|Previous Section||Index||Home Page|
John McDonnell: To ask the Chancellor of the Exchequer what recent meetings Ministers in his Department have had with the Director-General of the BBC; and whether the matter of pensions was discussed at those meetings. 
Justine Greening: Treasury Ministers and officials have discussions with a wide variety of organisations in the public and private sectors as part of the process of policy development and delivery. As was the case with previous administrations, it is not the Government's practice to provide details of all such discussions.
Zac Goldsmith: To ask the Chancellor of the Exchequer pursuant to the answer of 12 July 2010, Official Report, column 536W, on the climate change levy, whether the implementation of his proposals to reform the climate change levy will be compatible with the EU Emissions Trading Scheme. 
Justine Greening: The Government will shortly publish a proposal to reform the climate change levy in order to provide greater support and certainty to the carbon price in UK power generation. Once the consultation has been published the Government would welcome detailed discussion on any technical aspects of the proposal.
Zac Goldsmith: To ask the Chancellor of the Exchequer pursuant to the answer of 12 July 2010, Official Report, column 536W, on the climate change levy, whether the implementation of his proposals to reform the climate change levy will be revenue-neutral. 
Conor Burns: To ask the Chancellor of the Exchequer how many business people he has appointed to advise his Department who own or operate companies with annual turnovers of less than (a) £100 million, (b) £50 million, (c) £25 million and (d) £5 million.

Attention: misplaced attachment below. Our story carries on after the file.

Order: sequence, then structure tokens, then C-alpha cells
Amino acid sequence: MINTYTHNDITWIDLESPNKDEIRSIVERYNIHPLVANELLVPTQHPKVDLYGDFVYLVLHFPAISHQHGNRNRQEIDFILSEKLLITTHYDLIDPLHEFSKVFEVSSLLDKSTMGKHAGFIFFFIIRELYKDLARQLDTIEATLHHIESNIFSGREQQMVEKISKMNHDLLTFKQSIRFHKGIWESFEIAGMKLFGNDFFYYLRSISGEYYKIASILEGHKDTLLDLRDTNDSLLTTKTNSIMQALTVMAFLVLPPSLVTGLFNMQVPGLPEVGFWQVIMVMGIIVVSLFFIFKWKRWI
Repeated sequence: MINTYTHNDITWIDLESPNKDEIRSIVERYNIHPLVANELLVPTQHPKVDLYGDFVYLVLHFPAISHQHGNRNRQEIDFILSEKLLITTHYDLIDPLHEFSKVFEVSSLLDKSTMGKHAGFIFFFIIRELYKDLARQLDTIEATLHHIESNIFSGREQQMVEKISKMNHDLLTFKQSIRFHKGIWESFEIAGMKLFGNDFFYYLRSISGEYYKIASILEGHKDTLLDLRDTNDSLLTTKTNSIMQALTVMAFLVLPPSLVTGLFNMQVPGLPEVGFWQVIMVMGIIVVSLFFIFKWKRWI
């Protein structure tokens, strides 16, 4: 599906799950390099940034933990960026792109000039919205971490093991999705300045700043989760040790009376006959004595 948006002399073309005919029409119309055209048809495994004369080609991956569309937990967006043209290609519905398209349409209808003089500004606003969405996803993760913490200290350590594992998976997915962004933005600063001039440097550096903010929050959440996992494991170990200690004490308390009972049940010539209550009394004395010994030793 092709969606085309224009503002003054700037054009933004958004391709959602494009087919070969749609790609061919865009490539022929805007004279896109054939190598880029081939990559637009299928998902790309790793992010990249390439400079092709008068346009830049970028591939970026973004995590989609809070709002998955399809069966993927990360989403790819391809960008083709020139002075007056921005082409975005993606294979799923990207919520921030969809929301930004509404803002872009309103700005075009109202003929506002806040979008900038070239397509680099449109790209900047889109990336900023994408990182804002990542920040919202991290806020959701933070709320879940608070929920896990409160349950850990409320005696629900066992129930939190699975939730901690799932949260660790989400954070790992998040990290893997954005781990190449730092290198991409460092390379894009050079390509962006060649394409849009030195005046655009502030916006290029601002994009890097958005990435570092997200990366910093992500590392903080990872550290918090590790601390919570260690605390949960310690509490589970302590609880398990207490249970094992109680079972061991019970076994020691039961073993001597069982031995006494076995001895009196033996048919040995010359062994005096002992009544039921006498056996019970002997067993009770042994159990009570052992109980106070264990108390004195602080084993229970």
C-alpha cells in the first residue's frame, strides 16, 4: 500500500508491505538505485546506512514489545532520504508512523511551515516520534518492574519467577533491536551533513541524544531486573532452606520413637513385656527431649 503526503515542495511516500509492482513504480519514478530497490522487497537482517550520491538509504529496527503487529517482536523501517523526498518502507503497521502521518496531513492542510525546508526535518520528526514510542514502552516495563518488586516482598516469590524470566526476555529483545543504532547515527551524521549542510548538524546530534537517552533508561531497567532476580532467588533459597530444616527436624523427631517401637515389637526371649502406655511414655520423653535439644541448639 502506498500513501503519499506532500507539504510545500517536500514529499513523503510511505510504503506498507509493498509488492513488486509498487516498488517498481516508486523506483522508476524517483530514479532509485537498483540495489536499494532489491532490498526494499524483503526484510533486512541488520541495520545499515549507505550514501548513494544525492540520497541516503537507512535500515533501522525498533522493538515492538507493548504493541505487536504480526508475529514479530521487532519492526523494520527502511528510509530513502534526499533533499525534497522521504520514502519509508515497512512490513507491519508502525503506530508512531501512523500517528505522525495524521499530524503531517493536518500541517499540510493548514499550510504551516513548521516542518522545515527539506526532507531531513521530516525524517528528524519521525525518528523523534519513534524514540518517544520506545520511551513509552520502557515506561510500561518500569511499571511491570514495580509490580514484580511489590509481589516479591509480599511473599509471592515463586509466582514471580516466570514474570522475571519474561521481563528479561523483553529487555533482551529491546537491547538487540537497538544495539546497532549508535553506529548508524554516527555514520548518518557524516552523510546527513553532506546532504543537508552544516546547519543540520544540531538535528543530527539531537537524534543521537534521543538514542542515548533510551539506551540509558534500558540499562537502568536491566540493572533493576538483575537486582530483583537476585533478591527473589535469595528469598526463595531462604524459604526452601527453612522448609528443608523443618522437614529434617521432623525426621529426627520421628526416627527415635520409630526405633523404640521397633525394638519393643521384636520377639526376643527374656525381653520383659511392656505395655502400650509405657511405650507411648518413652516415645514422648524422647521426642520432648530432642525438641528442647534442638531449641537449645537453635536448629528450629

|HMT( 1)||DMO( 1)||APA( 2)|
|(1) Data for HM Treasury and DMO are only available from 2002-03 due to the introduction of a new accounting system in that year.|
(2) APA was formed in December 2009.
Chris Heaton-Harris: To ask the Chancellor of the Exchequer what discussions his Department has had with other EU member states on an EU agreement on minimum requirements for the budgetary frameworks of Member States since the publication of the final report of the EU Task Force on Economic Governance; and whether he expects any such agreed requirements to be obligatory for the UK. 
The Government fully support ongoing work to improve economic governance across the EU. Robust fiscal frameworks underpinned by accurate, transparent statistics and data are an important part of this and the Government therefore support agreed EU standards for domestic frameworks. However, fiscal sovereignty must be protected and the Government therefore favour political agreement on these standards.
The Commission has proposed having a directive on budgetary frameworks. Such a directive would have its legal base in article 126(14) of the treaty on the functioning of the European Union and would be agreed by Qualified Majority Voting: according to the current Commission
proposal member states would have three years to comply with its provisions. The UK has a high quality and robust national framework, with independent fiscal and statistical authorities and a multiannual budgetary framework. This means that the UK would already comply with many of the proposed minimum standards.